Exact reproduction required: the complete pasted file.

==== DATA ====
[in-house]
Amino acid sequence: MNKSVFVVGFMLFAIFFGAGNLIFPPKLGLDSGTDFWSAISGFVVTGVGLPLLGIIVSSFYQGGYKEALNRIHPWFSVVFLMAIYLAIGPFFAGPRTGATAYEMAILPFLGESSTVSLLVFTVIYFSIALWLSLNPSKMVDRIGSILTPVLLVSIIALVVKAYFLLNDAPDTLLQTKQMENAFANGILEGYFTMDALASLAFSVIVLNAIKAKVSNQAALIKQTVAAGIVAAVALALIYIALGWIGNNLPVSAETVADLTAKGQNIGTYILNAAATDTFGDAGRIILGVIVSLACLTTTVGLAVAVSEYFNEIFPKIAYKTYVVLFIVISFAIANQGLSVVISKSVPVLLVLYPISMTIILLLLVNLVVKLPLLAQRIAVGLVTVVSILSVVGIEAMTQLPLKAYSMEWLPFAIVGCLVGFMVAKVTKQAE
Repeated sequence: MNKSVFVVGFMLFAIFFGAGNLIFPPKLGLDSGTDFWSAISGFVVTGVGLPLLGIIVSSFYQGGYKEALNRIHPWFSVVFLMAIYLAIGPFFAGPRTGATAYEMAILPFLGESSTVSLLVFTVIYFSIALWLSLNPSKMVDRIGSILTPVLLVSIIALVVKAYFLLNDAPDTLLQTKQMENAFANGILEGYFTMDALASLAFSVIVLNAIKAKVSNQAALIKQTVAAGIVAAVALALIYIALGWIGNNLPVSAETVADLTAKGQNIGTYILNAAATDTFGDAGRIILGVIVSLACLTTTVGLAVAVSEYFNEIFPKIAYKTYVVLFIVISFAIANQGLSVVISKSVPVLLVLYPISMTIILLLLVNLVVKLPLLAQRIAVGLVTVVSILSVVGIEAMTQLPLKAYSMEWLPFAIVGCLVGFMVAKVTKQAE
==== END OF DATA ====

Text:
[in-house]
Amino acid sequence: MNKSVFVVGFMLFAIFFGAGNLIFPPKLGLDSGTDFWSAISGFVVTGVGLPLLGIIVSSFYQGGYKEALNRIHPWFSVVFLMAIYLAIGPFFAGPRTGATAYEMAILPFLGESSTVSLLVFTVIYFSIALWLSLNPSKMVDRIGSILTPVLLVSIIALVVKAYFLLNDAPDTLLQTKQMENAFANGILEGYFTMDALASLAFSVIVLNAIKAKVSNQAALIKQTVAAGIVAAVALALIYIALGWIGNNLPVSAETVADLTAKGQNIGTYILNAAATDTFGDAGRIILGVIVSLACLTTTVGLAVAVSEYFNEIFPKIAYKTYVVLFIVISFAIANQGLSVVISKSVPVLLVLYPISMTIILLLLVNLVVKLPLLAQRIAVGLVTVVSILSVVGIEAMTQLPLKAYSMEWLPFAIVGCLVGFMVAKVTKQAE
Repeated sequence: MNKSVFVVGFMLFAIFFGAGNLIFPPKLGLDSGTDFWSAISGFVVTGVGLPLLGIIVSSFYQGGYKEALNRIHPWFSVVFLMAIYLAIGPFFAGPRTGATAYEMAILPFLGESSTVSLLVFTVIYFSIALWLSLNPSKMVDRIGSILTPVLLVSIIALVVKAYFLLNDAPDTLLQTKQMENAFANGILEGYFTMDALASLAFSVIVLNAIKAKVSNQAALIKQTVAAGIVAAVALALIYIALGWIGNNLPVSAETVADLTAKGQNIGTYILNAAATDTFGDAGRIILGVIVSLACLTTTVGLAVAVSEYFNEIFPKIAYKTYVVLFIVISFAIANQGLSVVISKSVPVLLVLYPISMTIILLLLVNLVVKLPLLAQRIAVGLVTVVSILSVVGIEAMTQLPLKAYSMEWLPFAIVGCLVGFMVAKVTKQAE